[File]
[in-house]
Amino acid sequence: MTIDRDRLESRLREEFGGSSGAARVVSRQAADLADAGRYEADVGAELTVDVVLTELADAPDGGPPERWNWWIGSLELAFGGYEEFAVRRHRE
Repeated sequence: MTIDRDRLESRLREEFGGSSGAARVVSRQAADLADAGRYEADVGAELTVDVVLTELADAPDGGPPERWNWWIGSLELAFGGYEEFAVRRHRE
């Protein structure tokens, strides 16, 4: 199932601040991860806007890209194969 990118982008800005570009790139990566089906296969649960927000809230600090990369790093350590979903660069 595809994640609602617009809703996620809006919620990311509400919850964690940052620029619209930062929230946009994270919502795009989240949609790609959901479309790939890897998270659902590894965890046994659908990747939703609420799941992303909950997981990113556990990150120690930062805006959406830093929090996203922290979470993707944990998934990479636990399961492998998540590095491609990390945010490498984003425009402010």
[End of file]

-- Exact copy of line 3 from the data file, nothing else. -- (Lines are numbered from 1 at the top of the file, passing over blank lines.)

Repeated sequence: MTIDRDRLESRLREEFGGSSGAARVVSRQAADLADAGRYEADVGAELTVDVVLTELADAPDGGPPERWNWWIGSLELAFGGYEEFAVRRHRE